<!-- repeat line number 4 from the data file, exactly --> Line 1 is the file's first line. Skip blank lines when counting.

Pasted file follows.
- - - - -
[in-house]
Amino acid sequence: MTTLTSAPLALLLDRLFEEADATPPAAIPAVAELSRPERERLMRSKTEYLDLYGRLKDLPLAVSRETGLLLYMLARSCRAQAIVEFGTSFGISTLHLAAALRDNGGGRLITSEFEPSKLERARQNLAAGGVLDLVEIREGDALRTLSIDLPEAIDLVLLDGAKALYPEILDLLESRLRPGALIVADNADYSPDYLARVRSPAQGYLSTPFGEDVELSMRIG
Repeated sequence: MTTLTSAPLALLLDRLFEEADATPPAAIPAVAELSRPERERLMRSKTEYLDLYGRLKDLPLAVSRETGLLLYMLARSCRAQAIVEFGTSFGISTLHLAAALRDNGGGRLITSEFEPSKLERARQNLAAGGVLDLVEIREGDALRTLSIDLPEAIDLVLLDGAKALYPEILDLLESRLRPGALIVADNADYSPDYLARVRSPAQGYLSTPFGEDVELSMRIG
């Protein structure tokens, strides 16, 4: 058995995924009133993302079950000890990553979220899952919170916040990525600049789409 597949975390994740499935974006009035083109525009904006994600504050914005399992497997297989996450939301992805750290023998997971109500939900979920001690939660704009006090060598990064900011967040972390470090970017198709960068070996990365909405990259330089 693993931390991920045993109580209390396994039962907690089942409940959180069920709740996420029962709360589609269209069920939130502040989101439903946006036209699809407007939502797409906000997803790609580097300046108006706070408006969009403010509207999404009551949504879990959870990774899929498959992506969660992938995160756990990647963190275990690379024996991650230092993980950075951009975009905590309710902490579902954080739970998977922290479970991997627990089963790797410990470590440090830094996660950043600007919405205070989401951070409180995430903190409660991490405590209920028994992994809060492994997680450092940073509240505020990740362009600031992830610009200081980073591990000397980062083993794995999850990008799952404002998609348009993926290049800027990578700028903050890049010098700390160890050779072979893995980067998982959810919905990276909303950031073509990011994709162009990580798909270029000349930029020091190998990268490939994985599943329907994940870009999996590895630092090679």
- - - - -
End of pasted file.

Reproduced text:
């Protein structure tokens, strides 16, 4: 058995995924009133993302079950000890990553979220899952919170916040990525600049789409 597949975390994740499935974006009035083109525009904006994600504050914005399992497997297989996450939301992805750290023998997971109500939900979920001690939660704009006090060598990064900011967040972390470090970017198709960068070996990365909405990259330089 693993931390991920045993109580209390396994039962907690089942409940959180069920709740996420029962709360589609269209069920939130502040989101439903946006036209699809407007939502797409906000997803790609580097300046108006706070408006969009403010509207999404009551949504879990959870990774899929498959992506969660992938995160756990990647963190275990690379024996991650230092993980950075951009975009905590309710902490579902954080739970998977922290479970991997627990089963790797410990470590440090830094996660950043600007919405205070989401951070409180995430903190409660991490405590209920028994992994809060492994997680450092940073509240505020990740362009600031992830610009200081980073591990000397980062083993794995999850990008799952404002998609348009993926290049800027990578700028903050890049010098700390160890050779072979893995980067998982959810919905990276909303950031073509990011994709162009990580798909270029000349930029020091190998990268490939994985599943329907994940870009999996590895630092090679």